With Washington lawmakers not yet in negotiations over a new state budget, but progress reported on K-12 school funding, Gov. Jay Inslee on Friday called a special session so they can continue their work.
OLYMPIA — Washington’s regular legislative session is ending just as it began back in January, with Democrats and Republicans deeply divided over how and whether to raise revenue to fund K-12 schools and other programs.
With lawmakers quietly negotiating on education policy and publicly sniping at each other over stalled state budget talks, Gov. Jay Inslee called a special legislative session to begin Monday so lawmakers could continue their work.
The special session came as no surprise. Few expected lawmakers to get their two biggest jobs done this year on time.
Yet elected officials sounded frustrated as they moved into what has become a staple of their work, a spring staring contest over big decisions that in recent years has been ended only by the threat of a July 1 state government shutdown.
Most Read Stories
- Seattle’s March for Science draws thousands on Earth Day — including a Nobel Prize winner WATCH
- Car brings down power lines, causing I-5 shutdown and outages in North Seattle
- Recipe: Bacon-Wrapped Corn on the Cob with Charred Lime Crema
- Boeing issues new layoff notices to 429 workers in Washington state
- Police say robbery suspect was killed by Seattle officers’ gunfire WATCH
Since 2010, lawmakers have gone into overtime every year but one. In 2013 and 2015, other recent budget-writing years, lawmakers have needed more than one special session.
The political dynamics that ensure eventual compromise also inspire gridlock.
Democrats control the House by a two-vote margin. Republicans — joined by one conservative Democrat — control the Senate by a single vote.
In his news conference announcing the special session, Inslee called on Republicans to start budget negotiations, and said that both parties would need to compromise.
“We know none of the budgets that have been proposed so far, the Republicans’, the Democrats’ or mine, will be the final, go-home budget,” Inslee said. “The go-home budget will by necessity be a compromise among all three.”
“I am doing everything I can humanly imagine to do, you know, short of waterboarding, to get these folks to negotiate,” the governor said later. “But the Republicans have refused, to date.”
Meanwhile, House Democrats are “going to have to drop some of their ideas” and compromise with Republicans, Inslee added.
Lawmakers this year are confronting the last big remaining piece of the McCleary education-funding order: how the state should pay for teacher, administrator and other school-worker salaries.
A solution, which the state Supreme Court has said must be agreed to by whenever lawmakers finish this year, is expected to cost billions of dollars.
Meanwhile, legislators must draft Washington’s 2017-19 operating budget, which is also expected to address issues with the state’s mental-health system.
That document funds schools, prisons, parks, social services and other programs. The state’s current two-year, $38.2 billion budget runs through the end of June.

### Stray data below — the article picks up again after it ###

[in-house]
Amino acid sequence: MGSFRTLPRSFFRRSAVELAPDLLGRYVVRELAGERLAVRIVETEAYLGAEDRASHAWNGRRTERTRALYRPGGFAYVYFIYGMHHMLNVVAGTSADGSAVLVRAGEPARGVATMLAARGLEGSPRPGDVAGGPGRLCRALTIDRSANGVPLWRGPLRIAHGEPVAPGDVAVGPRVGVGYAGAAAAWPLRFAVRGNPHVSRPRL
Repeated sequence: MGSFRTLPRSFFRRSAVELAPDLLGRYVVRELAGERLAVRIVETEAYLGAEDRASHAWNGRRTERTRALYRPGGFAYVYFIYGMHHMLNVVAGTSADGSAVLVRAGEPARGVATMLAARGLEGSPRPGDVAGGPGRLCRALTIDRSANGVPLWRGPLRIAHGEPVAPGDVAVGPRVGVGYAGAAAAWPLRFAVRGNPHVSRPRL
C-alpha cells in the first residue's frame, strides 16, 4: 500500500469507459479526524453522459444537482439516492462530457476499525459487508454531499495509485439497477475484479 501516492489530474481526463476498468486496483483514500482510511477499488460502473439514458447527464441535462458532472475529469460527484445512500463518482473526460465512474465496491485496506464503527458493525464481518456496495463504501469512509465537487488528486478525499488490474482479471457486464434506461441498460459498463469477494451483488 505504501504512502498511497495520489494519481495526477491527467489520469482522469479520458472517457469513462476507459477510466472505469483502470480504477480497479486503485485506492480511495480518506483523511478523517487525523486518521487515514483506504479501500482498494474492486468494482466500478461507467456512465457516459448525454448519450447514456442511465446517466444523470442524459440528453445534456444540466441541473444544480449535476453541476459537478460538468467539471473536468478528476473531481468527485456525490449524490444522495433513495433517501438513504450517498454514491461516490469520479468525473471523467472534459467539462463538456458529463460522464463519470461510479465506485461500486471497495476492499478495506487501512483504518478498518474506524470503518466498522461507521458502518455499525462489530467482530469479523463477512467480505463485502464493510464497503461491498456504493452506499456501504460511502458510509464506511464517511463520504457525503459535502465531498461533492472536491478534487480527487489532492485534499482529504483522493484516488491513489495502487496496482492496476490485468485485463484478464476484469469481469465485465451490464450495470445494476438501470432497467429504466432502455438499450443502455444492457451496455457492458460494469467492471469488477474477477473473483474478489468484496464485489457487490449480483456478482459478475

Democratic House lawmakers and Inslee have called for raising revenue through a series of new and increased taxes to pay for schools and other priorities.
Those proposals include a new tax on capital gains, and restructuring of the state’s business-and-occupation taxes. Inslee has also proposed a carbon tax.
But Republicans, as they did in 2015, have said they won’t negotiate until Democrats vote their tax package off the House floor.
“They aren’t willing to bring it to a vote, that tells me they don’t have support,” said Sen. John Braun, R-Centralia and chief GOP budget writer.
The eight lawmakers in education negotiations, meanwhile, are “making progress on K-12, so that’s good,” Braun added.
Senate Republicans have argued that existing revenue can cover most needs — and released a proposed budget that reflects that position.
The GOP has also proposed replacing local school levies with a uniform, statewide property tax to fund schools. Among other things, that proposal would raise taxes in “property rich” school districts like Seattle and Bellevue while reducing taxes in “property poor” districts.
The Legislature’s 105-day regular session officially ends Sunday, though lawmakers weren’t expected to work over the weekend. Special sessions can last up to 30 days.
Knowing special sessions are likely, the administrative offices of the House and Senate save money during the rest of the year and try to reduce costs when lawmakers go into overtime.
As a result, taxpayers aren’t expected to wind up paying more for this session, and possibly additional special sessions this year.
Lawmakers, however, often wind up bringing home more money. Legislators can claim $120 per day in living expenses while the Legislature is in session, as well as reimbursement for travel.
In the three special sessions held during 2015’s budget battles, the House paid lawmakers about $341,500 total in such costs, according to Bernard Dean, House chief clerk.
Senate lawmakers took home about $158,000 in living and travel expenses during that same time frame, according to data provided by Secretary of the Senate Hunter Goodman.